- The Washington Times - Tuesday, October 18, 2005

It’s become much easier for Americans to monitor their credit reports and scores, and that’s giving consumers more control over borrowing costs and an added defense against credit card fraud and identity theft.

Since Sept. 1, consumers nationwide can obtain a free copy of their credit report every year from each of the three main credit-reporting agencies: Equifax, Experian and TransUnion.

The program, mandated by the Fair and Accurate Credit Transactions Act of 2003, allows consumers to go to a single Web site, www.annualcreditreport.com, where they can request their reports. Or they can call 877/322-8228.

Robin Holland, an Equinox senior vice president, said millions of Americans are using the program.

“Our inquiries are up significantly, and not necessarily because consumers found something inaccurate in their reports,” she said. “In some cases, it’s the first time the consumer saw a credit report, and they call and ask ‘What does this mean?’ or ‘Why is this included?”

The aim of the legislation was to give consumers easier access to credit reports, which track how much debt they have and how promptly they pay their bills. A clean report means a consumer likely can get a new mortgage or car loan at a good interest rate; a bad one can result in credit being denied or offered only at a high rate.

Because employers and rental agents also check credit reports, a bad report can prevent people from getting a job or the apartment they want.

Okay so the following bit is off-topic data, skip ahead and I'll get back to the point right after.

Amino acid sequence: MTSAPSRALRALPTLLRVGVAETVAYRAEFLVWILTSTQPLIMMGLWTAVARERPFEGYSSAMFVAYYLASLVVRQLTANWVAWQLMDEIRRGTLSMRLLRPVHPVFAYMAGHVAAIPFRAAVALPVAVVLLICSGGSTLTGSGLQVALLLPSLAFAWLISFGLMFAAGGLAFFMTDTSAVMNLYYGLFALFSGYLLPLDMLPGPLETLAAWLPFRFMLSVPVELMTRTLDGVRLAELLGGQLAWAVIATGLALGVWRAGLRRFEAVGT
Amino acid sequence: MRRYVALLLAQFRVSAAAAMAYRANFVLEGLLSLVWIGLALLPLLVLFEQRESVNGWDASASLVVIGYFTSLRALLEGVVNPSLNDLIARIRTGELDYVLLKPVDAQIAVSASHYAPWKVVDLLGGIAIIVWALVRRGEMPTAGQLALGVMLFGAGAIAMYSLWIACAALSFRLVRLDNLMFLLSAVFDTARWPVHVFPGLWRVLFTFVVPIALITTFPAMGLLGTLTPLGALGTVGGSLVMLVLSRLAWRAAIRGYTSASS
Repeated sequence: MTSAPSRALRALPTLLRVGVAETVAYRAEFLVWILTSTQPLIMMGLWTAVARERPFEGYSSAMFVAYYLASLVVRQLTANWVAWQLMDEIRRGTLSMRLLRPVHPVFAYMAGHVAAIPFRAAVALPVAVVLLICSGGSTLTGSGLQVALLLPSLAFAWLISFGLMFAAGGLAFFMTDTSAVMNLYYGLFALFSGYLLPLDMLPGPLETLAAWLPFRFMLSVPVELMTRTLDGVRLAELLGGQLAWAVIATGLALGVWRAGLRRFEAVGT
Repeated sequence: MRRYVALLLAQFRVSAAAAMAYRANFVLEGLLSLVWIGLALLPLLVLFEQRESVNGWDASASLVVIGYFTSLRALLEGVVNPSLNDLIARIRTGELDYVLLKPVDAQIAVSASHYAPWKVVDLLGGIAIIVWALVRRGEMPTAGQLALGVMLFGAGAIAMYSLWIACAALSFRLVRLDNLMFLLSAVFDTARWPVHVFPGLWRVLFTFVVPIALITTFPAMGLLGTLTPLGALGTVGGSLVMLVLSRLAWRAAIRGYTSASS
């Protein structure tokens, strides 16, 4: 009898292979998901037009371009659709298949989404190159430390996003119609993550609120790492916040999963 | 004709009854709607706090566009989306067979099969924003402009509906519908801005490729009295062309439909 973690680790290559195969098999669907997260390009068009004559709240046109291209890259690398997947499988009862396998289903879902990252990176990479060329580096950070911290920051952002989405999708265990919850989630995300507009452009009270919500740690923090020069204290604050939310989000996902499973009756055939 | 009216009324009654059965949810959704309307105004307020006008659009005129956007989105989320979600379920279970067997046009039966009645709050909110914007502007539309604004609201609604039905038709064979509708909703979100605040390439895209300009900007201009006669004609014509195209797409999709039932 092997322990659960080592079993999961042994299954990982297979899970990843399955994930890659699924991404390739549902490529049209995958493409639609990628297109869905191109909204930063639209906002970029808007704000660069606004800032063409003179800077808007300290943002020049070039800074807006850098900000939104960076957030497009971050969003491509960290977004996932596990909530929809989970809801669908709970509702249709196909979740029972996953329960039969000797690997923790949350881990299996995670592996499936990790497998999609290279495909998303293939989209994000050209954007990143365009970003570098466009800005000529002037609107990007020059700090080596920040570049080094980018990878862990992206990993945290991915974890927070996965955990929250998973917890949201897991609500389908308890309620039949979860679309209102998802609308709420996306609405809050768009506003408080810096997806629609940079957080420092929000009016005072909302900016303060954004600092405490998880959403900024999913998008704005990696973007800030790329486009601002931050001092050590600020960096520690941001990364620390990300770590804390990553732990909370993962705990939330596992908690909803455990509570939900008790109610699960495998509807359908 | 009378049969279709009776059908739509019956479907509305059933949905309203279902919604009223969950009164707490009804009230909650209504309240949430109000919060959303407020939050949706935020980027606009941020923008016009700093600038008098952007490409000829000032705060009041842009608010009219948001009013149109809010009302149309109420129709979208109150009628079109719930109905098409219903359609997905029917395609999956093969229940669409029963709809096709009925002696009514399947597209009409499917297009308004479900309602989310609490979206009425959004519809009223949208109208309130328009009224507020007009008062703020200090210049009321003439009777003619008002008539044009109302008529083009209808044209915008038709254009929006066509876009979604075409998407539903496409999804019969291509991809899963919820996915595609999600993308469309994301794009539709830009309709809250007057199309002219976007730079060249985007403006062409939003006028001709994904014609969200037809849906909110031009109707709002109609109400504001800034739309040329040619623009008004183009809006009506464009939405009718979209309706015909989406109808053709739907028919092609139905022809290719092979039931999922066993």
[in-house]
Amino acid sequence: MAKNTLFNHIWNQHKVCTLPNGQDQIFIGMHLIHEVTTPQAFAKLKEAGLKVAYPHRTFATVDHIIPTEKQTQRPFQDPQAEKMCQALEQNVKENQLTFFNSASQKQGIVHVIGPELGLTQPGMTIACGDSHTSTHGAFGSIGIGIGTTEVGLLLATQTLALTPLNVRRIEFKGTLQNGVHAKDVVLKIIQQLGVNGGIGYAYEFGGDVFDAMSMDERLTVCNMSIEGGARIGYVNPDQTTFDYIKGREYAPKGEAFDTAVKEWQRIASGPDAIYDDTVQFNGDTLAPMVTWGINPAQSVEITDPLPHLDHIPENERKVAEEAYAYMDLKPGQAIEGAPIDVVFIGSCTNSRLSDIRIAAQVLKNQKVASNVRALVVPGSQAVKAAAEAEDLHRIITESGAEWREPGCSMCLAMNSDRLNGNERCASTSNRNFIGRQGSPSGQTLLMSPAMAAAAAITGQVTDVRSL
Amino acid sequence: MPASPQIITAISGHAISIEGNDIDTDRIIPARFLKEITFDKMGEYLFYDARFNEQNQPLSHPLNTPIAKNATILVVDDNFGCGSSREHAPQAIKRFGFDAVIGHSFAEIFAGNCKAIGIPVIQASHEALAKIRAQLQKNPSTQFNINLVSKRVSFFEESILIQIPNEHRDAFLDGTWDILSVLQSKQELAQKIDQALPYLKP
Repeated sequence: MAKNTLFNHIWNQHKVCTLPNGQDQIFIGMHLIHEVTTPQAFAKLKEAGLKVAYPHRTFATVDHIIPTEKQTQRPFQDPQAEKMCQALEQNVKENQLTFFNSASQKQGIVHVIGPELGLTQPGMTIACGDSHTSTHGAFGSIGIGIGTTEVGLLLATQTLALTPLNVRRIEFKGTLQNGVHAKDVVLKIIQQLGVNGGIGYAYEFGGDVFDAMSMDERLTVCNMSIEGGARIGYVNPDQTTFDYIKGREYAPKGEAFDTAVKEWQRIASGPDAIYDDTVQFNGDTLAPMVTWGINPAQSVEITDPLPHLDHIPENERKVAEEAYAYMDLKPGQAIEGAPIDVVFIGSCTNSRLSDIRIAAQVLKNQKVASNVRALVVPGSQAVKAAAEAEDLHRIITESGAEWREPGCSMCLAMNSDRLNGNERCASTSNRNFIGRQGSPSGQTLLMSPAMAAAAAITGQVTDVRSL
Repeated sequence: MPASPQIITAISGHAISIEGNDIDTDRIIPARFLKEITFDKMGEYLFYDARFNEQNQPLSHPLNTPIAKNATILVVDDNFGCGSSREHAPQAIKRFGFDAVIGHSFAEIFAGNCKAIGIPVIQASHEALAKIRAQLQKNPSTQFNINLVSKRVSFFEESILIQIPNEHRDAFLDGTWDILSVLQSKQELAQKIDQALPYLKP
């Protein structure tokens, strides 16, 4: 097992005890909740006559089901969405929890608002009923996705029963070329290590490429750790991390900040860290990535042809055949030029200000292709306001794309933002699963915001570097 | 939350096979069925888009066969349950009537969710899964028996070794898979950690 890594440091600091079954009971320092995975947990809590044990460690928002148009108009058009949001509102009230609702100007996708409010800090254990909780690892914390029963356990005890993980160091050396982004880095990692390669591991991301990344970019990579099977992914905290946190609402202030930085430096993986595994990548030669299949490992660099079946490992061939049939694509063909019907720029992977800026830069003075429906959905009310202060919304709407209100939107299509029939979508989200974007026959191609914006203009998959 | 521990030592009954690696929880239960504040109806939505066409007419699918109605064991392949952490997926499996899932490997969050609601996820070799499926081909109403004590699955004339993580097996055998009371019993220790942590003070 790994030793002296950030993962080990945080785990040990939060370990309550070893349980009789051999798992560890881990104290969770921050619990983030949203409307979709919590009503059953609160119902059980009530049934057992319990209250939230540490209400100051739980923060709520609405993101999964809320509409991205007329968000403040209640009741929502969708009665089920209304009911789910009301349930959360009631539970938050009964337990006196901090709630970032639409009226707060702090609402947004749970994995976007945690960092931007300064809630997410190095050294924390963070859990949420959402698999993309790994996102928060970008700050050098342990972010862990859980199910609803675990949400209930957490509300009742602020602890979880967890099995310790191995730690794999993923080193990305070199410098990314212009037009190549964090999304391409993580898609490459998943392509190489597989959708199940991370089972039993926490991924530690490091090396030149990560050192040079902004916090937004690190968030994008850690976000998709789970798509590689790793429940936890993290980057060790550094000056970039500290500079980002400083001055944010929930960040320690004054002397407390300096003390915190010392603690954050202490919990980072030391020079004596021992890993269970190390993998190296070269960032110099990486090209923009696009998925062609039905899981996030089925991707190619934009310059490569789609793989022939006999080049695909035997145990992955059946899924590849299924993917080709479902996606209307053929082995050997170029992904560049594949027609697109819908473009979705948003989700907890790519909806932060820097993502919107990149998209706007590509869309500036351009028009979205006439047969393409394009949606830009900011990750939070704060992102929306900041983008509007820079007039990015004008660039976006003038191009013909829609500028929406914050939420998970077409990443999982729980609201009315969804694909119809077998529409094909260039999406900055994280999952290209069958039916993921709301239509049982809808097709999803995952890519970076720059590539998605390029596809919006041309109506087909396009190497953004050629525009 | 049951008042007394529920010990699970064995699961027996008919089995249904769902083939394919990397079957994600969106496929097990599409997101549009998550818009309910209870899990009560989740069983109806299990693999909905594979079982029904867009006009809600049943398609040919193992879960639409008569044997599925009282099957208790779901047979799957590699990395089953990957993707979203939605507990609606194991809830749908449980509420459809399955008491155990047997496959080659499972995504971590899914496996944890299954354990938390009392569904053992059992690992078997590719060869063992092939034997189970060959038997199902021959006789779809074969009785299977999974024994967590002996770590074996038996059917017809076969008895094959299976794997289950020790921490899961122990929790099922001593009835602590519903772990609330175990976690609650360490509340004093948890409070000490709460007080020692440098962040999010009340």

Unfortunately, many Americans don’t pay much attention until it’s too late.

“Some people will leave negative stuff on their credit reports for ages instead of getting it corrected,” said Paul Richard, executive director of the Institute of Consumer Financial Education in San Diego. “Then they run into a problem, and they’re forced to be reactive rather than proactive.”

Although consumers can order their three free reports at the same time, Mr. Richard suggests they get one report from a different agency every four months so they can monitor changes throughout the year.

Carolyn Tarrant, a regional director for Money Management International, a Houston nonprofit credit-counseling agency, said consumers should look at their reports carefully.

“Make sure all your personal information is correct — your name, address, prior addresses, Social Security number, the month and date of your birth, and any employment information,” she said. “If there’s just one digit wrong in your Social Security number, for example, someone else’s credit information could appear.”

Then, she said, make sure all the information about your debts is correct. Each account will have a separate section and information about your credit limit, balance outstanding and whether you’ve been paying on time.

If the report contains accounts you didn’t open, you could be seeing signs of fraud or identity theft.

“Each report comes with a dispute form,” Miss Tarrant said. “You have the right to dispute any incorrect information. They’ll ask you for specifics, any documentation you have to prove your position, and they must respond within 30 to 45 days.”

Although consumers can get free credit reports, they still must pay to get copies of their credit scores. These three-digit numbers, ranging from about 300 to 800 and available from all the credit agencies, are designed to show a borrower’s risk rating. They are often looked at by mortgage and auto lenders before loans are issued. The lower the score, the higher the rate on a loan.

Credit scores can be ordered for $5 to $7 from the three credit-reporting agencies when free credit reports are ordered.

Here, again, consumers may not understand the importance of monitoring their scores.

A recent study by the Consumer Federation of America and Providian Financial found that about one in three Americans had checked their credit score in the preceding 12 months, an improvement from one in four a year earlier. But many didn’t understand that their borrowing and repayment behavior affected their scores.


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